Every year during cold and flu season, we hear about how to tell if your sniffles and sore throat mean you have a cold or the flu. (This handy chart from the CDC is good to bookmark for the coming winter!) Although there’s lots of information out there about how to identify and treat these two illnesses, what if your respiratory symptoms aren’t being caused by a cold or the flu at all? Pneumonia causes many similar symptoms, but can be far more serious if left untreated.
Simply put, pneumonia is a lung infection that can cause mild to severe illness in people of all ages. Common signs of pneumonia include cough, fever, and difficulty breathing. Doctors often treat pneumonia with medications, and vaccines can prevent some forms of pneumonia. It can be a complication of both colds and the flu, and is often caused by cold or flu germs getting into the lungs.
The Difference Between Cold, Flu and Pneumonia
While all cause unpleasant respiratory symptoms, there are important differences between the three illnesses that you should recognize. Having a cold is no fun, but it’s generally mild and will go away on its own. Flu and pneumonia, on the other hand, can both cause life-threatening complications and land you in the hospital if you don’t seek treatment as soon as possible. But unlike the flu, which is always caused by a virus, pneumonia is more often than not a bacterial infection that attacks your lungs. (Viral pneumonia does exist, but is much less common.) Although pneumonia can feel a lot worse than the flu, the good news is that bacteria is easier to fight with medicine than a virus. If you see your doctor as soon as you begin experiencing symptoms, bacterial pneumonia can be treated effectively, and relatively quickly, with antibiotics. So what are those symptoms?
Much like cold and flu, pneumonia can cause a stuffy nose, sore throat, body aches, fever, and chills. What sets it apart are symptoms that are much more severe and get worse over time. Pneumonia feels a lot like the flu, except that it may also include:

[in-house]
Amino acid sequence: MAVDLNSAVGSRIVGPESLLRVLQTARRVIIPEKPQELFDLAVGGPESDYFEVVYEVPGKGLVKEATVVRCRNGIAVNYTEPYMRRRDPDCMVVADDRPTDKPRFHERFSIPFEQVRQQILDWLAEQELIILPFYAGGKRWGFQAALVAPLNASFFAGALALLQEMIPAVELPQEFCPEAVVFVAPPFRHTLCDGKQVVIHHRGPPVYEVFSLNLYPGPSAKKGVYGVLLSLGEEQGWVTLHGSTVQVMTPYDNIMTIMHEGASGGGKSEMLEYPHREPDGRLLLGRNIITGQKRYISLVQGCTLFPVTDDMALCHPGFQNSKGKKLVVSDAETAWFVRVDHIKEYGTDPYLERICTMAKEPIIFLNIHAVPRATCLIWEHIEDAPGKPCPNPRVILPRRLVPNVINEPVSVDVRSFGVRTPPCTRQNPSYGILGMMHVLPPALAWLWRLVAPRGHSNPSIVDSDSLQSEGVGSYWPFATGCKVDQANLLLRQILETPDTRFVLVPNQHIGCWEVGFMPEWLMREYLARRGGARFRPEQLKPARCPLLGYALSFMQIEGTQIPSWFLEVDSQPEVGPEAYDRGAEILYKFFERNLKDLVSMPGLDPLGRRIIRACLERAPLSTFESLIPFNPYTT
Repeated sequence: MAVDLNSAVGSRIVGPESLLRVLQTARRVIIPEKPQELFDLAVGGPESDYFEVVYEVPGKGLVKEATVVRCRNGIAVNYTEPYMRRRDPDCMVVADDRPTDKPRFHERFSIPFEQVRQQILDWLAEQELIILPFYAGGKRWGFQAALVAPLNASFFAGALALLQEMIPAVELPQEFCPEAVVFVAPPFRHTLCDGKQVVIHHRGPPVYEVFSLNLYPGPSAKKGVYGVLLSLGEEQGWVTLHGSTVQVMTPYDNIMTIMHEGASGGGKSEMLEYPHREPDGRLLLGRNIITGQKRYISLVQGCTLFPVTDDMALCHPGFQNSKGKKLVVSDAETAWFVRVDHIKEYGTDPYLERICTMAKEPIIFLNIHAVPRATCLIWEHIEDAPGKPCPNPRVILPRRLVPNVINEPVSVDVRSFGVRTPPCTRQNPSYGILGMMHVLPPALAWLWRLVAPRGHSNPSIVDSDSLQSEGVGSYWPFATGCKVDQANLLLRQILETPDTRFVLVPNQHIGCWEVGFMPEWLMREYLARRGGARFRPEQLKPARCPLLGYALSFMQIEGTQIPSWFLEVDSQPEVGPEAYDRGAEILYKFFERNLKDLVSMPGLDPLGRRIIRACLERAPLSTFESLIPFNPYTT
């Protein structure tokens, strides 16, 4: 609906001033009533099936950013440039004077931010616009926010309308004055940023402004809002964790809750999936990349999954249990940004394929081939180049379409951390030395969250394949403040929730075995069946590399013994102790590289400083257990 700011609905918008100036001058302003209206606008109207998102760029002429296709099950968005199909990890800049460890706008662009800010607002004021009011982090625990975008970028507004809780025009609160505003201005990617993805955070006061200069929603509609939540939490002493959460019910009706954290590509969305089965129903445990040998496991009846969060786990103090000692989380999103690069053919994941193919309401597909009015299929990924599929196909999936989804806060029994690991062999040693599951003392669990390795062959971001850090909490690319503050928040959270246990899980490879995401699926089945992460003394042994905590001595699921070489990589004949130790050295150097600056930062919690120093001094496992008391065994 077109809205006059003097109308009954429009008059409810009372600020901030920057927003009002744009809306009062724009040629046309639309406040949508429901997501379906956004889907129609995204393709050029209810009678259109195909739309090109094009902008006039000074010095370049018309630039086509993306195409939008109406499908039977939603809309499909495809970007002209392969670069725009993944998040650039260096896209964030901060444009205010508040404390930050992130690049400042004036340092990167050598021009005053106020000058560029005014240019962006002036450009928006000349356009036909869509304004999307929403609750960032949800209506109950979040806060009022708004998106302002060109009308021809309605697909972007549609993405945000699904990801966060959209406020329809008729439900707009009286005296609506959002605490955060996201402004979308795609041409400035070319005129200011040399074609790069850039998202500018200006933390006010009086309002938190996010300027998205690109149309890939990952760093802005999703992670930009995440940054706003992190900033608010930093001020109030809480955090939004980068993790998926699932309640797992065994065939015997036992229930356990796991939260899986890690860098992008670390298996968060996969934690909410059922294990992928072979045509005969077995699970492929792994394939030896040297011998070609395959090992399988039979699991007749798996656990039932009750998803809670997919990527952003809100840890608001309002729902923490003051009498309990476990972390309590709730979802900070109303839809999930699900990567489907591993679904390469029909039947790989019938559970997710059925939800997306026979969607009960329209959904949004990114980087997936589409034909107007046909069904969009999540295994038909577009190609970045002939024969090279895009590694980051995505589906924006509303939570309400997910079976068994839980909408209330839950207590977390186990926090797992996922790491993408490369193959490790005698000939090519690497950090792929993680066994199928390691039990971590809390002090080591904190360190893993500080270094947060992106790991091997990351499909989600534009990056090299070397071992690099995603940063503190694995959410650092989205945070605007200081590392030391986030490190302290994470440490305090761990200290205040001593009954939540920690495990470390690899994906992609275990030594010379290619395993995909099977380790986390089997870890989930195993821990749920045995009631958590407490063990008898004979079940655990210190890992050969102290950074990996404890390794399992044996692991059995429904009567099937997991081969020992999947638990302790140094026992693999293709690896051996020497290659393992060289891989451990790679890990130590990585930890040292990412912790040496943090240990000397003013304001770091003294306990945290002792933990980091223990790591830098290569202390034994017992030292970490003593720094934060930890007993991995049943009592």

- Fever up to 105* F
- Extreme tiredness
- Feeling like you can’t catch your breath
- Coughing up green, yellow, or bloody mucus
- Stabbing chest pain that may get worse when you cough or breathe deeply
- Difficulty breathing
- Sweating and clamminess
Children and the elderly may also experience confusion.
About the Pneumonia Vaccine
You may not have heard about the pneumonia vaccine. Getting a pneumonia vaccine may help protect against lung infection in older adults and persons with chronic health conditions. Those most at risk for pneumonia include:
- Adults aged 19 and older who:
- have chronic medical conditions such as HIV and kidney failure
- Adults older than age 65
- Children younger than age 2 with signs and symptoms
- People with an underlying health condition or weakened immune system
Ask your doctor or pharmacist if the pneumonia vaccine is a good choice for you, as well as any medical questions you may have about pneumonia.
We hope these tips help you better prepare for cold, flu and pneumonia season! With the right preparation, you can stay healthy all winter long.